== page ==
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Farm Aid’s First Film Is An Emotional Tale of the Advocates Who Helped Save Family Farms


A new film, Homeplace Under Fire, produced by Farm Aid—the nonprofit started by Willie Nelson and best known for its annual concert that raises funds and awareness for American farmers—explores the unsung heroes of the farm crisis of the 1980s. They’re called farm advocates and they’ve helped save numberless family farmers facing foreclosure due to forces beyond their control.

A number of factors, including a series of droughts, low crop prices and high production costs, plummeting land values, and bad lending practices, precipitated what would become known as the 1980s farm crisis, which forced hundreds of thousands of farmers into foreclosure and many off of the land their families had owned for generations.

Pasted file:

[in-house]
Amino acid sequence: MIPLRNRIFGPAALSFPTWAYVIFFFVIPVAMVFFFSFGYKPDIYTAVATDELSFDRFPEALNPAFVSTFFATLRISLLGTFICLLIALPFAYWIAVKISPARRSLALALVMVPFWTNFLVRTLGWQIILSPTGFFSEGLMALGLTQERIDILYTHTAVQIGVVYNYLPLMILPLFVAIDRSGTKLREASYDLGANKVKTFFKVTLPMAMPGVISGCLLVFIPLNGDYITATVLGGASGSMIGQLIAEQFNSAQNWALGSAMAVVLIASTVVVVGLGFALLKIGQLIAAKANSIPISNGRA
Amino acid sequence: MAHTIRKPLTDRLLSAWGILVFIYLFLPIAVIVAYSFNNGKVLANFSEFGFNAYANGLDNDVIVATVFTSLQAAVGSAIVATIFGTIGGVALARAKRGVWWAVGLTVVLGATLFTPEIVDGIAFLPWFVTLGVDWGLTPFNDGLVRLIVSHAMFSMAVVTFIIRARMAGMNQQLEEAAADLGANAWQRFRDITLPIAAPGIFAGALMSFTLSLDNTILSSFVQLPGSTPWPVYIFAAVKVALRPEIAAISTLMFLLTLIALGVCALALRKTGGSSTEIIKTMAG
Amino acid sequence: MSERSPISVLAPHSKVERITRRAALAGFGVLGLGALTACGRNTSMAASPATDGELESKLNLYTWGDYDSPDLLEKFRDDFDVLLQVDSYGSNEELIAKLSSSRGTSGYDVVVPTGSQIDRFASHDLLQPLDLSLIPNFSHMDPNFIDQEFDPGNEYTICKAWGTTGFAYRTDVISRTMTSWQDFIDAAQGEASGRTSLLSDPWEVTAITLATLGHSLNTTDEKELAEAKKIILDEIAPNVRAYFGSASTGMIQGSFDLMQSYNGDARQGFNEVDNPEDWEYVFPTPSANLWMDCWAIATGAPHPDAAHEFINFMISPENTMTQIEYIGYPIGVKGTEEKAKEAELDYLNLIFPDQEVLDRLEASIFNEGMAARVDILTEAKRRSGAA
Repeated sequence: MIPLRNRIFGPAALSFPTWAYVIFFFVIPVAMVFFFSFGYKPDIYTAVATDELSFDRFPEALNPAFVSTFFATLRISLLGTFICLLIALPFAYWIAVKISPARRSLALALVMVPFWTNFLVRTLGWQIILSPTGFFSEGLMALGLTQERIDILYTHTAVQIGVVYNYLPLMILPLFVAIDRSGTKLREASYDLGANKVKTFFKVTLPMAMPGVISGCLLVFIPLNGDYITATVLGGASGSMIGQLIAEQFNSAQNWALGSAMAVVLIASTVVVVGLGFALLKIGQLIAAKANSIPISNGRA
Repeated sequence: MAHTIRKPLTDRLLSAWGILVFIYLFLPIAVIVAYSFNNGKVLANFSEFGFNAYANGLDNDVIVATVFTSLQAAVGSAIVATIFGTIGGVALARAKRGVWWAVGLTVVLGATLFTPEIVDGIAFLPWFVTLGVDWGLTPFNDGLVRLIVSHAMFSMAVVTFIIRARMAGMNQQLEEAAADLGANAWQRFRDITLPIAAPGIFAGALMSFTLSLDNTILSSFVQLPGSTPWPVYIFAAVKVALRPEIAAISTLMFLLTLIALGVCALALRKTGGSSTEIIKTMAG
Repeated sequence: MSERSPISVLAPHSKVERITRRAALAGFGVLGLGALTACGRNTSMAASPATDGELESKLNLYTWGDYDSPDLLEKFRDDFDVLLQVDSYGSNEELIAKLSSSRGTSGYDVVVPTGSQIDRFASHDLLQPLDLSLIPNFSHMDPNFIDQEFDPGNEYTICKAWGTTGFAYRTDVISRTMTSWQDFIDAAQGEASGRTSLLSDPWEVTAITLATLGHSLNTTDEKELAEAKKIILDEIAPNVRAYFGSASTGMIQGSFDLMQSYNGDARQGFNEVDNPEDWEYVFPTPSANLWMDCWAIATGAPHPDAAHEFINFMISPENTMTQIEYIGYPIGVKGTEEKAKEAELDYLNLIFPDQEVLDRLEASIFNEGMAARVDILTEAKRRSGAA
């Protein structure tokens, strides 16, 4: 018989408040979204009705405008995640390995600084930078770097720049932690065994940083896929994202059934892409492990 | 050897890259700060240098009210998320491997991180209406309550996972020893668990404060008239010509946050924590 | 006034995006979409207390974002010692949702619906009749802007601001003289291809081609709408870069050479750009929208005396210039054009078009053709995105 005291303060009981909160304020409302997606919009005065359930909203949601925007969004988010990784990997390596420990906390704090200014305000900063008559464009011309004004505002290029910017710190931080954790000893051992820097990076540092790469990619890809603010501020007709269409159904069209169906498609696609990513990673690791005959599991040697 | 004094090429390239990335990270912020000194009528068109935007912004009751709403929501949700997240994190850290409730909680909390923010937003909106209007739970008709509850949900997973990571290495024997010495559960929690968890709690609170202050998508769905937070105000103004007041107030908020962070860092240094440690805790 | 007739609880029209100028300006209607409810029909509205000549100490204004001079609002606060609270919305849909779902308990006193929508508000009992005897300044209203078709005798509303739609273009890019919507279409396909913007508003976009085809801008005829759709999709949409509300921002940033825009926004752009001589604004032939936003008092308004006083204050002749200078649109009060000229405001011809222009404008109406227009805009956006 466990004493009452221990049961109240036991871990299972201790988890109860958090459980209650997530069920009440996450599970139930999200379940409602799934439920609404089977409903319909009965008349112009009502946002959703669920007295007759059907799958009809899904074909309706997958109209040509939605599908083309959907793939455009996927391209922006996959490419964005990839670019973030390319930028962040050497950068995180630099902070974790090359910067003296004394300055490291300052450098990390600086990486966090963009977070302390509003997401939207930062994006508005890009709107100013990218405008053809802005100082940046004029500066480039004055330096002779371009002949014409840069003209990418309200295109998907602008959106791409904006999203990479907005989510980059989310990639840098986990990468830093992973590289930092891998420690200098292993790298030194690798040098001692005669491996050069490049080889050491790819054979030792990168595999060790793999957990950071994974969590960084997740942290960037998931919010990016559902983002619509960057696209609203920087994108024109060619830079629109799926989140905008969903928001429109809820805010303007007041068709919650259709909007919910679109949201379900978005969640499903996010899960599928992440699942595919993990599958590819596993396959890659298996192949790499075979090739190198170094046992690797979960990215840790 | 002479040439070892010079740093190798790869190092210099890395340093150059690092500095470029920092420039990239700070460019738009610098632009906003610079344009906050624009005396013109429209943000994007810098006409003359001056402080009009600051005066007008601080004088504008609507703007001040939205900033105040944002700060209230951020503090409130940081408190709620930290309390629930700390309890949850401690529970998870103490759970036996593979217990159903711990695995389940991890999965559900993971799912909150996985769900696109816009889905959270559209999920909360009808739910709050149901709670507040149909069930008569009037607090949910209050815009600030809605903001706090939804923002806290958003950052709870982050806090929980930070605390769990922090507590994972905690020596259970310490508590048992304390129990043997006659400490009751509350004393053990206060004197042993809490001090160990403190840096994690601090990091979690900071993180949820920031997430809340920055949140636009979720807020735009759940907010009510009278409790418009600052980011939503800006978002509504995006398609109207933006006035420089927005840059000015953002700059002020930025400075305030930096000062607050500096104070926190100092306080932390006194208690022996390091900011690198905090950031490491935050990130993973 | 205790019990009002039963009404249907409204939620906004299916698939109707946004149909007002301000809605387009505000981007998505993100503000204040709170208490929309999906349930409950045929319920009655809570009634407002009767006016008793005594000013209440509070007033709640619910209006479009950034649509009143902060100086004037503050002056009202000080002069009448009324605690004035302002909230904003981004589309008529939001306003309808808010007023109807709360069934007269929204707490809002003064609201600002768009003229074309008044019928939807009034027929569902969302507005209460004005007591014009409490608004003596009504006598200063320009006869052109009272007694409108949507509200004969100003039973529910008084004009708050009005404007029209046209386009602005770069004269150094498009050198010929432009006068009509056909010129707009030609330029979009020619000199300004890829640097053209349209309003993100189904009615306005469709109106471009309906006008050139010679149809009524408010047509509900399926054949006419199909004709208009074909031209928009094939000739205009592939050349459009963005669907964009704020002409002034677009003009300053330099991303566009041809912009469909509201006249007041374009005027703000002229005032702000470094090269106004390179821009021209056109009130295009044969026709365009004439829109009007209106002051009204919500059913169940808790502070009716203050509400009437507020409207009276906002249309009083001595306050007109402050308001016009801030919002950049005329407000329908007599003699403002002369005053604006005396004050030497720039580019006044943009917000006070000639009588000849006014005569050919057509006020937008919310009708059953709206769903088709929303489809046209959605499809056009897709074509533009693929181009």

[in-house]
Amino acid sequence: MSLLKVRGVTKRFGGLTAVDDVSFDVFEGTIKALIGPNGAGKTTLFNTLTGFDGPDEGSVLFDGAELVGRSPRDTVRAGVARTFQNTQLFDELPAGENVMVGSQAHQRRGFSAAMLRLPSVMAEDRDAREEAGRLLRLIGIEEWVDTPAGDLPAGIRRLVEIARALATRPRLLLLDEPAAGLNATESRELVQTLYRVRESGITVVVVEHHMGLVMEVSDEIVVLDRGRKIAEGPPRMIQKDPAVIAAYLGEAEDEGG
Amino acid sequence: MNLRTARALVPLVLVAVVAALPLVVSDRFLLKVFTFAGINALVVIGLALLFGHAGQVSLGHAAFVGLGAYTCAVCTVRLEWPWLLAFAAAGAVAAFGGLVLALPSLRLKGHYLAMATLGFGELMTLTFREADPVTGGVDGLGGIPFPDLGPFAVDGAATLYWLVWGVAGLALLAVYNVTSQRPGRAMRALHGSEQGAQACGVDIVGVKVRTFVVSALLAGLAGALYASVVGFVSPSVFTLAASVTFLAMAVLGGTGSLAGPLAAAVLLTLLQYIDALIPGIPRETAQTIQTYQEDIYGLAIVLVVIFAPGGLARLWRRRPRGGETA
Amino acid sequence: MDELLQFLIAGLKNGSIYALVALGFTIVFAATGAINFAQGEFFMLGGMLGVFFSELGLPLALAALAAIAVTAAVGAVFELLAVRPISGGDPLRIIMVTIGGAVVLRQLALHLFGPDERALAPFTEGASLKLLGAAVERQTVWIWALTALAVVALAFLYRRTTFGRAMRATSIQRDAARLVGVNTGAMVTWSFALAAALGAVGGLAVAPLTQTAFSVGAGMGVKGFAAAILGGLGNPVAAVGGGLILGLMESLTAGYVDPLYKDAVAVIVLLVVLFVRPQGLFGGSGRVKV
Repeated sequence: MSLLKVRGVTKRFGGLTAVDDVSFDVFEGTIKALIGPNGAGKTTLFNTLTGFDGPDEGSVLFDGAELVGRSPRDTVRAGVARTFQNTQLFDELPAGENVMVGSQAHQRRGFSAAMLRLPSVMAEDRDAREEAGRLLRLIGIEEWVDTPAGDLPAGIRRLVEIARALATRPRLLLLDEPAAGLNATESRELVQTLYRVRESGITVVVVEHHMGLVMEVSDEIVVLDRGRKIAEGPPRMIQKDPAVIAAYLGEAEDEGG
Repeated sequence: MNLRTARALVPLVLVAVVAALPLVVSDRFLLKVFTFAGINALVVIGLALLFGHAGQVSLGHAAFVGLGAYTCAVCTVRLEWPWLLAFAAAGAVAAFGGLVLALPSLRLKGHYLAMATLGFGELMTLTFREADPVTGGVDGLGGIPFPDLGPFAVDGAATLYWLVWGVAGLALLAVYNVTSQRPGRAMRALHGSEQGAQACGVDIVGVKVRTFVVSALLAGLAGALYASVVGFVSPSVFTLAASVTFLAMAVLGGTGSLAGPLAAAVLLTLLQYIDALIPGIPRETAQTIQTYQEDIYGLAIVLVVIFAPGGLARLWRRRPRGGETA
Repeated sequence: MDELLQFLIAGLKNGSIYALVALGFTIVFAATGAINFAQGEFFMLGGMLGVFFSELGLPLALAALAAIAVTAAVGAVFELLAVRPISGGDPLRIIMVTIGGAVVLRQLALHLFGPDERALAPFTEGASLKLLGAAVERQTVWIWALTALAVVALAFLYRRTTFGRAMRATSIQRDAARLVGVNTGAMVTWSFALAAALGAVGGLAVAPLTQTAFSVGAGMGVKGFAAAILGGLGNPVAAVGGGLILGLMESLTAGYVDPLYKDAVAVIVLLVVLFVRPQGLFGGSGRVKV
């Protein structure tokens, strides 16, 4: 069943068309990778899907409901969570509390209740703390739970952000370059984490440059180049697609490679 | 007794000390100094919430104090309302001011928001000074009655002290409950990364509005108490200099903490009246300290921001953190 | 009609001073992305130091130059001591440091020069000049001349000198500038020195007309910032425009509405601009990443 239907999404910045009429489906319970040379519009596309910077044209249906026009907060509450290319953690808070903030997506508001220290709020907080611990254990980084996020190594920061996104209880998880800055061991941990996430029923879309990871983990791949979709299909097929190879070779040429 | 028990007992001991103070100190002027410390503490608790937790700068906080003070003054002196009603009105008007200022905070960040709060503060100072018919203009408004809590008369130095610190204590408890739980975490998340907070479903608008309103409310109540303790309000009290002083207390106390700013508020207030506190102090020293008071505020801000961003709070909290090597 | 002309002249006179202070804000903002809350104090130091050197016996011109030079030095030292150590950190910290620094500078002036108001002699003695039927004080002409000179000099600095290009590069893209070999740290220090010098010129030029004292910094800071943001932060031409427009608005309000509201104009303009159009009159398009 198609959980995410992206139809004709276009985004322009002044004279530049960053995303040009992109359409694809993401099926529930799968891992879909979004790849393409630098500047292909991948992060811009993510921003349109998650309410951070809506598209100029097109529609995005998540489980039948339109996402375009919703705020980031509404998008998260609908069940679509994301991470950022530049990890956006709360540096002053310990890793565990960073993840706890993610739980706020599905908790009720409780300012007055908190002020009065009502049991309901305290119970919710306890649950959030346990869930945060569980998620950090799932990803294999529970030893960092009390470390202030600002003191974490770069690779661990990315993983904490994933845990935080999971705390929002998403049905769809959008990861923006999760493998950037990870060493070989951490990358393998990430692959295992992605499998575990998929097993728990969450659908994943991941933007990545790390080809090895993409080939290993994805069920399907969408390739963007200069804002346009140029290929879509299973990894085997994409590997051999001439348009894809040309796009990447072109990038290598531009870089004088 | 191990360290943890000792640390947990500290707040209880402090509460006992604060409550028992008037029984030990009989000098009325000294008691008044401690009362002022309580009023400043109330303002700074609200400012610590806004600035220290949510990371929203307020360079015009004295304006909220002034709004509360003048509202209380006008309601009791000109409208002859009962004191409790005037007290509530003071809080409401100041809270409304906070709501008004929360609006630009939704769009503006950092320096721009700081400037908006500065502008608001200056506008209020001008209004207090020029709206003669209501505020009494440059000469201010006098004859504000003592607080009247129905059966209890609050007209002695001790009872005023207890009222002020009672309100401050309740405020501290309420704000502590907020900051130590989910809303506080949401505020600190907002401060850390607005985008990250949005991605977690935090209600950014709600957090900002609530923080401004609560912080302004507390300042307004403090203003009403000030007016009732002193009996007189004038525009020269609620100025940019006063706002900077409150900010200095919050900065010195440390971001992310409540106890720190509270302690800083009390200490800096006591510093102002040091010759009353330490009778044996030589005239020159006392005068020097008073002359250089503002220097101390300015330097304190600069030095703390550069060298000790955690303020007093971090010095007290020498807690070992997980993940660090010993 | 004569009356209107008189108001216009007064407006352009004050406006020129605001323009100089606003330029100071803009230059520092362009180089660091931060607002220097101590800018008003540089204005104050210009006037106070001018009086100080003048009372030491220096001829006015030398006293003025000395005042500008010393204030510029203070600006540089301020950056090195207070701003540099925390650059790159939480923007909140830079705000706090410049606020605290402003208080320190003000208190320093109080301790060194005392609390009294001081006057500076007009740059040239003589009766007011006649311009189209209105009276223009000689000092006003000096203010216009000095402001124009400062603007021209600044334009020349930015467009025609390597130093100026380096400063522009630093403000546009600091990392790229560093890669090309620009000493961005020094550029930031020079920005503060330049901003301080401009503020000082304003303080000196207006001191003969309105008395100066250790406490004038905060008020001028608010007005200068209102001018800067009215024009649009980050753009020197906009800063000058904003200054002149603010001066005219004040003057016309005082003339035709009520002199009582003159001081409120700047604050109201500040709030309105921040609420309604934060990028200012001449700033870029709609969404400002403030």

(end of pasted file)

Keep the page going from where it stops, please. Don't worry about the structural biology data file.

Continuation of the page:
The 30-minute film tells the stories of eight regular folks who stepped up and taught themselves the ins and outs of federal regulations in order to fight against a bureaucratic system—one that had once helped farmers but by the early 80s was pretty much doing the exact opposite—to keep themselves, neighbors, and oftentimes strangers on their farms. Some of the advocates featured started and manned hotlines that not only connected desperate farmers with organizations that could help them, but even went as far as to play double-duty as a suicide hotlines, preventing some callers from ending their own lives. In the film, Nelson calls these unsung heroes “the best of America.”

See more at Modern Farmer.


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